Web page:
As Ball continues to grow into his frame and see how his shooting motion adapts to professional basketball, he holds down the third spot in terms of point guards available.
4. Dennis Smith Jr. — North Carolina State
Before tearing his ACL prior to his senior year of high school, Dennis Smith Jr. was regarded as arguably the best point guard in his recruiting class. With wicked athleticism that allowed him to jump out of any gym, Smith Jr. seemed poised to make an NBA team happy in the near future.
While he isn’t the best point guard in his class anymore, Smith Jr. will be worth every bit of a top-10 pick during this June’s draft.
As the focal point of North Carolina State’s offense, Smith Jr. put up 18.1 points per game while making plays for his teammates in the process, collecting 6.2 assists per contest as well.
But what separates Smith Jr. from the first three guys in the top-tier of guard talent is his lack of size. While he stands at a solid 6-foot-3, his wingspan mirrors that number exactly, posing potential problems on the defensive end of the ball. During his freshman season, Smith Jr. struggled at times on defense and registered a 109.1 defensive rating.
Along with his potential defensive woes, Smith Jr. isn’t a knockdown shooter by any means. While that is a problem for prospects like Fox and Ball as well, their other strengths mask that a bit. After shooting just 45 percent from the floor, and 35 percent from three-point range during his freshman season, Smith Jr. will need to put work into his jump shot at the next level. While he isn’t the best shooter in the draft, Smith Jr. does display a great ability to get the basket off the dribble.
With a serious injury already under his belt and some questions about his defense and shooting, Smith Jr. heads the second-tier of point guard prospects in this draft. But with the quality and volume of point guards in this class, that isn’t necessarily a bad thing.
5. Frank Ntilikina — France
The mystery man of the 2017 point guard class, Frank Ntilikina has found his way onto the radar of teams selecting in the top-10 without having nearly as much information or film to study as the college prospects.
Logging his minutes for SIG Strasbourg over in France’s Pro A league, Ntilikina has been the recipient of the league’s best young player award two years running.
Standing at 6-foot-5, he is one of the tallest point guards available in this year’s draft. DraftExpress’ Jonathan Givony describes Ntilikina as a “lockdown, multi-positional defender” in part because of his size and footwork. Where Ntilikina may struggle at the pro level in terms of physicality is with his sheer athleticism. Givony describes the Frenchman as lacking a “degree of quickness from a stand-still.”
While his physical limitations may keep him from being a dominant isolation player, Ntilikina displayed a degree of sniping capability with his shot, which is proving more valuable by the day in the evolving NBA. Over the course of 27 games during his last season, Ntilikina connected on 33-of-64 three-point shots. At the Under-18 championships, Ntilikina sank 17-of-29 shots from deep on his way to an MVP performance.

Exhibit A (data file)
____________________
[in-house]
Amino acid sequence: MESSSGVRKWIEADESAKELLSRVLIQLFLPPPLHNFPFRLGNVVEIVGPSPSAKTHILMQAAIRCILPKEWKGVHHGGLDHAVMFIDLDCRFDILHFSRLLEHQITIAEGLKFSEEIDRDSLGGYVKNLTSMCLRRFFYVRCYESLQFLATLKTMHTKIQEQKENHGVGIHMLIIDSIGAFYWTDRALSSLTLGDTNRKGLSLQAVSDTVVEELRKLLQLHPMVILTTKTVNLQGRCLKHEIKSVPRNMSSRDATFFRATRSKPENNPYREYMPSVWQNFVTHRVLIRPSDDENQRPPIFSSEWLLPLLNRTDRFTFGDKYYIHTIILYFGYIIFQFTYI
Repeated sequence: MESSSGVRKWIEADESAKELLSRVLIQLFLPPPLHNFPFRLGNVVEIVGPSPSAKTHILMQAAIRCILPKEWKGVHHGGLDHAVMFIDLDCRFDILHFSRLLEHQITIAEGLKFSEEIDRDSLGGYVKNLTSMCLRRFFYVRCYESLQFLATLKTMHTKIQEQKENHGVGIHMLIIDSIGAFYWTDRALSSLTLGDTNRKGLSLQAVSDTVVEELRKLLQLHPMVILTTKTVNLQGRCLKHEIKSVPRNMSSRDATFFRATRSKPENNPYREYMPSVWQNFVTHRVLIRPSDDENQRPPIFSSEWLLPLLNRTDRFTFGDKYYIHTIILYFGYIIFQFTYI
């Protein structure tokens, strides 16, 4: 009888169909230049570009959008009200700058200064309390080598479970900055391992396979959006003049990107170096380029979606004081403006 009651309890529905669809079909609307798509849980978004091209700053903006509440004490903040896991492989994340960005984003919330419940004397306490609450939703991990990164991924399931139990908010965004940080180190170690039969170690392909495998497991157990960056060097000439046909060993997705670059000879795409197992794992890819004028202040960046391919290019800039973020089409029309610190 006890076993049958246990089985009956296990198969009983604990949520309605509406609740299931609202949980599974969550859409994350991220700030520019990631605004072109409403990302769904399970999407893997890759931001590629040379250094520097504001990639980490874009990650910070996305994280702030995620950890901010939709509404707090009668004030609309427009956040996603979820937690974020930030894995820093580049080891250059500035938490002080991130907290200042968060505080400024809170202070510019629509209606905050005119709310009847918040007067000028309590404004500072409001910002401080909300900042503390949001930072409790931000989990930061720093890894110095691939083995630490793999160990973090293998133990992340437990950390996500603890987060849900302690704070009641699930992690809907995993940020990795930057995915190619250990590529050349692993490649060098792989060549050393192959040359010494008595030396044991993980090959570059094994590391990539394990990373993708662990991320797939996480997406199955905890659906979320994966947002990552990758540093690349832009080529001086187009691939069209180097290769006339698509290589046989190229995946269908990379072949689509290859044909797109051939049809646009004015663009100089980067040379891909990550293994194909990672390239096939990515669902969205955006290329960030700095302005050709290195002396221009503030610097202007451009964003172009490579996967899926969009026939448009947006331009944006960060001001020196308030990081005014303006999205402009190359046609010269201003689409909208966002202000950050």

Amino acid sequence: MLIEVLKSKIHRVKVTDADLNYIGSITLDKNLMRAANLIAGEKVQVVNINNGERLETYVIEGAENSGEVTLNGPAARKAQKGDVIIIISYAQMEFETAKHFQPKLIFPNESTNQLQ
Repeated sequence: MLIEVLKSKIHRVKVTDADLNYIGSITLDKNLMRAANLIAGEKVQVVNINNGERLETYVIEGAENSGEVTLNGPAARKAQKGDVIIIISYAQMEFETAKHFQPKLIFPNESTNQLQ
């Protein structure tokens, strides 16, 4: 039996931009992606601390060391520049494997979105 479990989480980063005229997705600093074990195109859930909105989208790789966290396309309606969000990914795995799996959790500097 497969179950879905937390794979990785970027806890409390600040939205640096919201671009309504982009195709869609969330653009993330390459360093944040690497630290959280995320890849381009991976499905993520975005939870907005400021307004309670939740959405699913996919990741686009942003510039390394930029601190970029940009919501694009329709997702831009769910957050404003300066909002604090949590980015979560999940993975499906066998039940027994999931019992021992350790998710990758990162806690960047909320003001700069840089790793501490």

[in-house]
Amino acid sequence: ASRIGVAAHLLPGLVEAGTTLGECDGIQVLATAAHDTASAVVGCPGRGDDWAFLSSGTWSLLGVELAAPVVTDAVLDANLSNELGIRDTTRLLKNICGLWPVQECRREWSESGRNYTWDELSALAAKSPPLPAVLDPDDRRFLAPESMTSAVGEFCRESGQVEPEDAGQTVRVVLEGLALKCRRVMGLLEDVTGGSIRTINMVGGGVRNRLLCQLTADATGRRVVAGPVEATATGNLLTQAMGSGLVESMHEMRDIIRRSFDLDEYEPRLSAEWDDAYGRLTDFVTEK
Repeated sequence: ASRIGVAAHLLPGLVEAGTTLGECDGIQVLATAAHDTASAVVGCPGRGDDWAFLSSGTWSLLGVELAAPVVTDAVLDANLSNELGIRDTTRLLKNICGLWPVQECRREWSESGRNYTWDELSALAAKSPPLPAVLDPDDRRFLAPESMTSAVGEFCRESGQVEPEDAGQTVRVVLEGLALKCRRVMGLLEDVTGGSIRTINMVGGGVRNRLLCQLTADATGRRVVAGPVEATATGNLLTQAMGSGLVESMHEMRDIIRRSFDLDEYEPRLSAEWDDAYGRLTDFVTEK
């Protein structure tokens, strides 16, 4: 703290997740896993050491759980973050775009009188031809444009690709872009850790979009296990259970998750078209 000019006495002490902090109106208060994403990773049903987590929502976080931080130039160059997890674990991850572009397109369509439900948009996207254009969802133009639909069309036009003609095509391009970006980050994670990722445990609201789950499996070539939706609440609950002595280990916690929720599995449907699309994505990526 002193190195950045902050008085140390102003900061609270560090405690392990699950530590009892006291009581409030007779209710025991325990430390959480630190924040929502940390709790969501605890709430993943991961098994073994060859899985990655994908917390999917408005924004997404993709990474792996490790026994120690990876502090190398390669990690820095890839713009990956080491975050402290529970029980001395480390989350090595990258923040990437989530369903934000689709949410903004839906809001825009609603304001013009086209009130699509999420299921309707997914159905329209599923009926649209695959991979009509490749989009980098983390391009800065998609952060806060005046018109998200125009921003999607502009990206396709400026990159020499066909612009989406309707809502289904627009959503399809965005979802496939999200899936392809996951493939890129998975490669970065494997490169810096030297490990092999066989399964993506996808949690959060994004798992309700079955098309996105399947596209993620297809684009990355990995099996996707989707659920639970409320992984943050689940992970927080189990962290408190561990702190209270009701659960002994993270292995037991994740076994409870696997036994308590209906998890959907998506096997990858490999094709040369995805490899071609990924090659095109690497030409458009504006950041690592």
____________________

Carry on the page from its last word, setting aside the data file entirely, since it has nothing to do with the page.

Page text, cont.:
As this draft’s de facto foreign prospect set to go in the top-10, Ntilikina could prove to be a value pick should his game translate effectively.
6. Jawun Evans — Oklahoma State
After the top five point guards are off the board on draft night, there is a considerable drop off in talent.
In steps Jawun Evans.
The former Oklahoma State point guard opted to declare for the draft after his sophomore season where he scored 19.2 points per game while also contributing 6.4 assists.
What separates Evans from his point guard contemporaries is size. At the NBA Draft Combine, Evans was measured at just under 5-foot-11. In an NBA where size and versatility have become essential, Evans’ height certainly isn’t benefitting his draft stock.
However, there are a lot of positives to the former Cowboys game. Last season, Evans shot nearly 38 percent from beyond the arc, and his shot displays room for improvement in that department. Evans’ playmaking ability is among the best in his class as well as he registered a 42.9 assist percentage through 54 career college games.
While most of the point guard talk for this draft will focus on the five guys who may potentially be drafted in the first 10 picks, Evans knows he’s underrated, as he told Basketball Insiders’ Michael Scotto.
Although Evans may not be as physically imposing as some other lead guard prospects in this June’s draft, his play speaks for itself and he could wind up as one of the steals of the draft in the back end of the first round or beginning of the second round.